The introduction of President Paul Kagame’s daughter Ange Ingabire Kagame to the rest of the world — on the White House red carpet and in that now iconic portrait with the US first couple — captured mainstream and social media attention in the region and to those with interest in Rwanda.
Regardless of what informed the decision by the president to be accompanied by his daughter, it is obvious that it had impact; probably unexpected but laden with meaning beyond her physical attributes.
To most Rwandans, the photogenic Kagame children were first introduced to the public in the last presidential elections as they accompanied their father in his campaigns around the country. Now, the first daughter’s public appearance was followed up with an interview in a pro-regime publication!
Grownup children of rulers in some African countries, especially in what is considered non-democracies, hold both formal and informal power and influence.
In countries considered authoritarian or the military dictatorships that replaced several independence leaders, first sons were a menacing presence.
In Uganda, Taban Amin is remembered for his cruelty to students at the then only university, Makerere. Kongolo Mobutu took over control of his father’s praetorian guard and was a symbol of the viciousness of the regime in its dying days. The Gaddafi sons story is still fresh with three of them biting the bullet as the tyrant came to an ignominious end.
Raw power versus influence
Jean Pierre Habyarimana, one of former president Juvenal Habyarimana’s sons is alleged to have held sway in his father’s regime, building a strong relationship with French elite through Jean Christophe Mitterrand the son of former French leader Francois Mitterrand. Mostly, this was a generation of first sons who used their position to enforce and display raw power.
In most of these cases, the end was not pleasant. Swept away by the winds of change, some languished in exile. Others like the Gaddafi sons were killed or jailed.
It is for this, among other reasons, that people take notice when the children of their political leaders emerge from the shadows and become a visible presence, regardless of their career choices.
Their actions at times give insight into regime psychology and character. The hedonistic, cruel and erratic behaviour of Uday Hussein, the notorious son of Saddam Hussein was an indicator of the excesses and rot that was Saddam’s Iraq. Same with the case of Teodorin Nguema Mangue, of Equatorial Guinea.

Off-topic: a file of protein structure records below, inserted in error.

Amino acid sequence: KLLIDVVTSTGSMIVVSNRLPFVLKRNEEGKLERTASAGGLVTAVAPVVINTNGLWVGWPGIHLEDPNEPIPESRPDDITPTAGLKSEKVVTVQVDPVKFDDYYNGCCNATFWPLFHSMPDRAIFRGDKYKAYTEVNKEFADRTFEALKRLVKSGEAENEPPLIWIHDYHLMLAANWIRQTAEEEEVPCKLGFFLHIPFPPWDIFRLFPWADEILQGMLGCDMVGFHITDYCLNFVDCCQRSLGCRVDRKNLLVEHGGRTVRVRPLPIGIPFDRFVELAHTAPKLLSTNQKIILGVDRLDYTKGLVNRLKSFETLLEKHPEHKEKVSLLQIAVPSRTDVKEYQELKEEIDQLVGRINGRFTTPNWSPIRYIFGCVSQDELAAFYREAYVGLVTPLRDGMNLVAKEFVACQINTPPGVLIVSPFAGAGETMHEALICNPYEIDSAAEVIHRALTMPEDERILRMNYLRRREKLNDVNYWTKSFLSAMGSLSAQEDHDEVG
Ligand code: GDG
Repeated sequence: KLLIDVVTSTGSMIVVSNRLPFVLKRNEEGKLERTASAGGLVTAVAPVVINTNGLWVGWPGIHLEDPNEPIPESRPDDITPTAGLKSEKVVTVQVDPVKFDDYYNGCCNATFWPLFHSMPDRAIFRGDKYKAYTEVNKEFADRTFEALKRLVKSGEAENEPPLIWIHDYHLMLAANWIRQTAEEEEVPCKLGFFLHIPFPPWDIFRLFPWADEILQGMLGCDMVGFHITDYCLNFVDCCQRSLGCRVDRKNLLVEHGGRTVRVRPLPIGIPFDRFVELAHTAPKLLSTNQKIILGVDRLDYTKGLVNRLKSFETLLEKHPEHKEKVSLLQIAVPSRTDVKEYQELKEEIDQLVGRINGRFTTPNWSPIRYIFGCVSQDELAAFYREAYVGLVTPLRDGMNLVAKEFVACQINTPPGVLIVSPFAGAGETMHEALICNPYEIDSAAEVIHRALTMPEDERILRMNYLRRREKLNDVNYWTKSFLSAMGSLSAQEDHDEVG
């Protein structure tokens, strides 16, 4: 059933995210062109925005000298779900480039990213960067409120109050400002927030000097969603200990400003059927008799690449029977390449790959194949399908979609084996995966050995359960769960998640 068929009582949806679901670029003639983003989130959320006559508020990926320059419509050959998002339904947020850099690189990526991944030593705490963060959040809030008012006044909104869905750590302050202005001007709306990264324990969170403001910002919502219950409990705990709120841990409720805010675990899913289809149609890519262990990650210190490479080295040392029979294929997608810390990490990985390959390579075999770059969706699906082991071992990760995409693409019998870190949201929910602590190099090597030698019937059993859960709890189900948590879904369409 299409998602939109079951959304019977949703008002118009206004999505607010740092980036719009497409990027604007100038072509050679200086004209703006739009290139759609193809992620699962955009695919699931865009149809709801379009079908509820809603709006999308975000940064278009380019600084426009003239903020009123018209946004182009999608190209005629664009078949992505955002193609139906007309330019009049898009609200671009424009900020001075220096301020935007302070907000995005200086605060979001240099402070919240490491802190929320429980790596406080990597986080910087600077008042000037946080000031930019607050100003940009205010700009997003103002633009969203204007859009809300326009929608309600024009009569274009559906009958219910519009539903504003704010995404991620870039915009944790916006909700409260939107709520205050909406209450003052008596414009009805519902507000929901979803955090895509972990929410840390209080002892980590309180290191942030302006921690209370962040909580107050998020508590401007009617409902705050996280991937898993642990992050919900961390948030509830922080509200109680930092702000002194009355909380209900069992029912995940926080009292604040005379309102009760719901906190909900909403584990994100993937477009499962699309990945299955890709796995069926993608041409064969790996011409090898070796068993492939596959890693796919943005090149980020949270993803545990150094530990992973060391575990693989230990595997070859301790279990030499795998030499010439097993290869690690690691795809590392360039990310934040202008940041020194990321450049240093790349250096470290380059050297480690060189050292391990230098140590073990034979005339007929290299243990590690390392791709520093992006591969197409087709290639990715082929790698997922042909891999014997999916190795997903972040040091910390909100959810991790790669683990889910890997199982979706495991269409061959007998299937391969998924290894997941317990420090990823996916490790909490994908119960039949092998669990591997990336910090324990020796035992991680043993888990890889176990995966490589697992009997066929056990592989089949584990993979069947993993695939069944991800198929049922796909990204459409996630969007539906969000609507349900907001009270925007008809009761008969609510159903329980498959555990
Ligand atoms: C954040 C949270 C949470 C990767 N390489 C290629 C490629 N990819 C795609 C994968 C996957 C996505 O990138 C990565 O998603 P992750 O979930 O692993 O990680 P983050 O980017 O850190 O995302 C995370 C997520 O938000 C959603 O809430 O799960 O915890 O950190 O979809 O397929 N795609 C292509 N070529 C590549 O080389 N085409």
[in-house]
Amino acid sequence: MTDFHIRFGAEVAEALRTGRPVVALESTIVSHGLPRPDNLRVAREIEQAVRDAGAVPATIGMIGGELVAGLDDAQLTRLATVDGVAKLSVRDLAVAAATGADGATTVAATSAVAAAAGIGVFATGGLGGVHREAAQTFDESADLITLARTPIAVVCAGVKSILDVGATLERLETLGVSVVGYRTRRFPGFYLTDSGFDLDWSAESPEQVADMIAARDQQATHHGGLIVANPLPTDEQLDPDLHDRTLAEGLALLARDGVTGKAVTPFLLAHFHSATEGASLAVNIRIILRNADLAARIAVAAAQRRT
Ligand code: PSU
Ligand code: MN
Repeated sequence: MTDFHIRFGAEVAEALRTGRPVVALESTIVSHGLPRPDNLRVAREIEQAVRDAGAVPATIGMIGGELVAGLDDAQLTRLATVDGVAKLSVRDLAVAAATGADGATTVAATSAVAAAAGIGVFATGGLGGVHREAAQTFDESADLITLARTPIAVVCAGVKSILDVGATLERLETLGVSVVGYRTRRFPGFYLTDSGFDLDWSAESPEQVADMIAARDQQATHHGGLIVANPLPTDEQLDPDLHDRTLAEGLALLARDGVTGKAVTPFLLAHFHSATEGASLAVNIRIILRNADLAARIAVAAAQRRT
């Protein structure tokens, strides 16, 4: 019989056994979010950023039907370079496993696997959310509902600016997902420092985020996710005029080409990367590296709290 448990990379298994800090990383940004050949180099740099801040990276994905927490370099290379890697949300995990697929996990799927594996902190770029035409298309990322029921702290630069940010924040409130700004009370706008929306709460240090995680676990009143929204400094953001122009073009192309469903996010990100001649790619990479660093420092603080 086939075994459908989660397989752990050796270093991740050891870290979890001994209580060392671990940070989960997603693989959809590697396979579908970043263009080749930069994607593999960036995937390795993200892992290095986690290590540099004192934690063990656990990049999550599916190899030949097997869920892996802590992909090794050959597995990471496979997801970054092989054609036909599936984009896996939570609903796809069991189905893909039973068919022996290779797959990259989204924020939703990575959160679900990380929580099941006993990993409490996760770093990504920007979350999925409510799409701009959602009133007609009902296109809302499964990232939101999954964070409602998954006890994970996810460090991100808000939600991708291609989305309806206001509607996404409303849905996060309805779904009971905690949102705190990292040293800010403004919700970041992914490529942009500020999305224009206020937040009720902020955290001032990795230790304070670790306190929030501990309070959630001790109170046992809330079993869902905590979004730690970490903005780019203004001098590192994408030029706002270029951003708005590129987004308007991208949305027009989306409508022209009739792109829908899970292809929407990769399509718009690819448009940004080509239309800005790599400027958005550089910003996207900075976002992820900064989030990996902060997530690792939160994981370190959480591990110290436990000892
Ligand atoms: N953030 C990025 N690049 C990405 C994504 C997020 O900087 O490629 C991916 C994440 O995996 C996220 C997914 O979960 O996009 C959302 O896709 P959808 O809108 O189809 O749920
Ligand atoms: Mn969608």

However, in recent years, in a number of African countries we have seen a change in how children of the ruling families have exercised their power and influence and somehow influenced how their father’s rule is viewed, at least abroad.
Some are subtle — tactful in what they do. Instead of employing and displaying raw power, they are charming their way through seemingly legitimate business and charity work.
Isabel Dos Santos, the erudite billionaire daughter of Angola’s long serving President Jose Eduardo Dos Santos comes to mind. She has through display of intellect and business acumen indicated that there is more than just being born in the African ruling family and just enjoying the privilege.
Forbes ranks her as the first African woman billionaire. An engineering graduate from Kings College London, without doubt, she has the good fortune of her birth as the anchor of her success. But when she speaks, her intellectual grounding is always on display.
Multi-lingual and eloquent, she has given a humane face to a regime and a ruling family that has stayed put for far too long. Her excessive wealth in a resource rich but poverty stricken nation is easily forgotten and her father sanitised, when she engages the public.
Women are taking a central role in political dynasties. Grace Mugabe and others are foraying into what was previously reserved for the males.
Talk of Girl Power as a new soft power, which seems more effective these days.
Men like Uhuru Kenyatta in Kenya and Ian Khama of Botswana owe their rise partly to their family heritage. But the way their fathers exited the political stage, guaranteed them an independent and reasonable chance to make a shot at the top office and succeed many years after the demise of the patriarch.
There is clear evidence of the emergence of political dynasties. There is Kabila, Bongo, Eyadema and others being prepared, most of them cosmopolitan in outlook.
Public role preparation?
When Rwanda’s first son Ivan Cyomoro enlisted at West Point, the leading US military academy that has prepared many for leadership in the army, business and politics, it was perceived as an indicator that Kagame approved of a public role for him. As some of the first children start a life in the glare of the public, they will be open to scrutiny.
It comes as the centre of influence shifts too.
The old generation of the RPF founding leaders and bush war fighters is losing position and influence, both in politics and the army.
In other countries, that share the history of liberation movements, we can discern a pattern where the influence of the comrades in the struggle is replaced with a young generation, mostly woven around the first sons and daughters.
How it pans out in Rwanda, will probably, be more clear depending on whether Kagame leaves or stays in power beyond 2017.
Frank Kagabo is a journalist based in London, the United Kingdom. E-mail: [email protected]; Twitter: @kagabo